Do Christian Schools teach spiritual formation? Well, somewhat. Let me be more specific: "Do Christian schools teach spiritual formation sufficiently to prepare students for engaging culture effectively? In my opinion the answer to that question is "No."
Articles have been written about it, seminars have been offered on it, why entire books have dealt with the idea of spiritual formation. Spiritual formation simply put is "character formation." When I taught at the Stony Brook School the motto was, and still is, "Character before Career." The students would jest that the motto actually was "Tuition before Admission."
While at Stony Brook I was privileged to have very close contact with Dr. Frank E. Gaebelein, the "Father of American Christian Education" and author of The Pattern of God's Truth, the foundational volume on "the integration or incarnation of faith and learning." According to Dr. Gaebelein the "crux of the problem" with Christian education is at its heart; it fails to become "…the living union of its subject matter, administration, and even of its personnel, with the eternal and infinite pattern of God's truth."
Each family must establish priorities: moral, financial, sociological, and spiritual. Integral to these priorities is the matter of the personal responsibility of each family member, and spiritual formation of the children. This not only relates to the church the family attends, but whether or not they attend a Christian school for their education.
A friend of mine who was headmaster of a Christian school said, that in his region, the question for the Christian family was, "Do we send the kids to Christian school or do we feed the horse?" Ludicrous as this sounds it manifests itself in many ways: "or do we go to Disney World," "or buy a larger house," or perhaps "enjoy life more fully."
With over 40 years of experience teaching and administrating in Christian education, at all levels kindergarten through graduate school, I have experienced these "priorities" daily. Of course the choices which are made revolve around a myriad of reasons for attending a Christian school: a safe environment, support for family values, introduction to Jesus Christ, or a better education. You may be certain that every parent expects that their child will be graduated a better person, prepared for engaging everything the world will throw at them.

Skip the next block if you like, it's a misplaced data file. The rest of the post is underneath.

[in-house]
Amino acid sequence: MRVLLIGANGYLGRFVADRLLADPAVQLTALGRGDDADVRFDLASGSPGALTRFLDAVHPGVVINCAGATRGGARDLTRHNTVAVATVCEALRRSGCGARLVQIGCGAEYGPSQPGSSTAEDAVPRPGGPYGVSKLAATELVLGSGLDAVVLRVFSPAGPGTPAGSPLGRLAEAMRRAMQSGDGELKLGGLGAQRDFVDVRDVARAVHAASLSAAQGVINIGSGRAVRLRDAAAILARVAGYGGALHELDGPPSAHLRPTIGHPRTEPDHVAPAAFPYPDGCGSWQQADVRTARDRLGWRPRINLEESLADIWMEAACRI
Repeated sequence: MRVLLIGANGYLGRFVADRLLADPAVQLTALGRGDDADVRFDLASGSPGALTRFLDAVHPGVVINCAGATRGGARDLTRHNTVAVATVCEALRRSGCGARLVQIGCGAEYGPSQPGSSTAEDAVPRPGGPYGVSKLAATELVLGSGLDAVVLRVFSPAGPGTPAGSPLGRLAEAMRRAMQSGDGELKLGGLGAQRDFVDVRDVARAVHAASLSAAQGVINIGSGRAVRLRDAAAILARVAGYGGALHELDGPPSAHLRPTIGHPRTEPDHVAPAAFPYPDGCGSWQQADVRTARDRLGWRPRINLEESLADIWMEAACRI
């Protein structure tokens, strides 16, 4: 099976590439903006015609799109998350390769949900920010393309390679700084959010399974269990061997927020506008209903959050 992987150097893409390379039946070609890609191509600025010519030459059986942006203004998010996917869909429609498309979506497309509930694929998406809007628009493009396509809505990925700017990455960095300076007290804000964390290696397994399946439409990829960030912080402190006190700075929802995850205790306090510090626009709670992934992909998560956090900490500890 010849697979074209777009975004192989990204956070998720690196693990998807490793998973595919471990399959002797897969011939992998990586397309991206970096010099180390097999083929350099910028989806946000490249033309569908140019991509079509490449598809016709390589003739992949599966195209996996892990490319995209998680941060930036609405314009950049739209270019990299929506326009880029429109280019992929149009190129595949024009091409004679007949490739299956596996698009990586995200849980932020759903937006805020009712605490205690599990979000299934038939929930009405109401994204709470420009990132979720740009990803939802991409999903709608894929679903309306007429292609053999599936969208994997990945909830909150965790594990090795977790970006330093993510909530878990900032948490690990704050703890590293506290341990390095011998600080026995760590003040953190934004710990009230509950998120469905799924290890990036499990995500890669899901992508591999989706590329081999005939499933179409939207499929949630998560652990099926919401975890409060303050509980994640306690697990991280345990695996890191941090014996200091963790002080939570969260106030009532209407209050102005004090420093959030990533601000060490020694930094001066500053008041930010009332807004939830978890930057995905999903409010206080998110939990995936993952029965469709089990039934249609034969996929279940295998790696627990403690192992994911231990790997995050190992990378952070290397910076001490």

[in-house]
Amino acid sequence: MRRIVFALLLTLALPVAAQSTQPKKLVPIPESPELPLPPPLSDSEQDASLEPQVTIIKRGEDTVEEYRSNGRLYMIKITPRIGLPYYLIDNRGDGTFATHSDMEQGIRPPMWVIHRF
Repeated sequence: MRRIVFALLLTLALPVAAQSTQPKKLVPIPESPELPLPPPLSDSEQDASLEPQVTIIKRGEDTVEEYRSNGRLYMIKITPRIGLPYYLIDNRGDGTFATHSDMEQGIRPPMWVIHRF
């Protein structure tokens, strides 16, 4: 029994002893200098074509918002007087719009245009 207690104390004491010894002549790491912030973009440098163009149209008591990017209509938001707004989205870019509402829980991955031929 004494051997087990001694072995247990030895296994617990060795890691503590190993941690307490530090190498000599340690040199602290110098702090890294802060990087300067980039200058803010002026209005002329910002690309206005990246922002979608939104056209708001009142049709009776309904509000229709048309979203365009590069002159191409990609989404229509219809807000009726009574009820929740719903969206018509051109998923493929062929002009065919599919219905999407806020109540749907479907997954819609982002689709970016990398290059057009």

Of late, the Cardus Educational Survey has created quite a stir! Christian school administrators have been talking about the Survey, downloading copies and circulating them to faculty, and Christian educational consultants have found their conversation touching on the Survey as well. To borrow an old phrase let me say, "People will hear what they want to hear." In this case "read what they want to be true." At a time when so much is made of "context" reading and gleaning from the Cardus Educational Survey must be complete and contextual! The Survey punctuates some strength, but also identifies serious concern for the Protestant Christian school.
My friend, recently retired president of Dordt College Dr. Carl Zylstra said, "I think those of us who are committed to serious Christian education have to ensure that the education we pursue is serious education as well." A school isn't Christian because the education is provided by Christian teachers, has a board made up of Christians, where prayer begins class time, or at which chapel is celebrated. A Christian education is identified as being "integrally Christian," each course conceived from an avowedly Christian point of view!
Without making this any more "stuffy" or deeply confusing I will briefly site some significant findings in the Cardus Educational Survey. While graduates of Protestant Christian school registered "raw scores" which were high regarding: preparation for a vibrant spiritual life, obligation to accept church leadership authority, frequency of church attendance, biblical authority, and strong biblical values, the school's effect on these positions achieved much lower scores. Of course how we see this play out in real life indicates that Christian school educated individuals are not becoming the "salt and light" to which scripture calls them. The Christian school should not be a "tuition-based youth group," but characterized by a deliberate curriculum which integrates the world outside, consciously pushing students to think outside the "Christian bubble." The current view is too narrow not preparing students for a "robust engagement, navigate traditional paths of power established in today's culture in networks of government, media, and the arts."
Christian schools are falling short of "making a difference" or "world-changing." There is a definite need for harmony; cultural engagement and academic achievement being influenced by spiritual formation! While the Cardus Educational Survey notes many administrators report a "shift in thinking over the last decade from a perceived purpose of protection from culture to encountering and engaging it, most schools continue in a mode of critiquing culture rather than engaging and creating culture in substantial ways," equipping citizens of character, integrity. The time for talking should be over. A time for action must begin!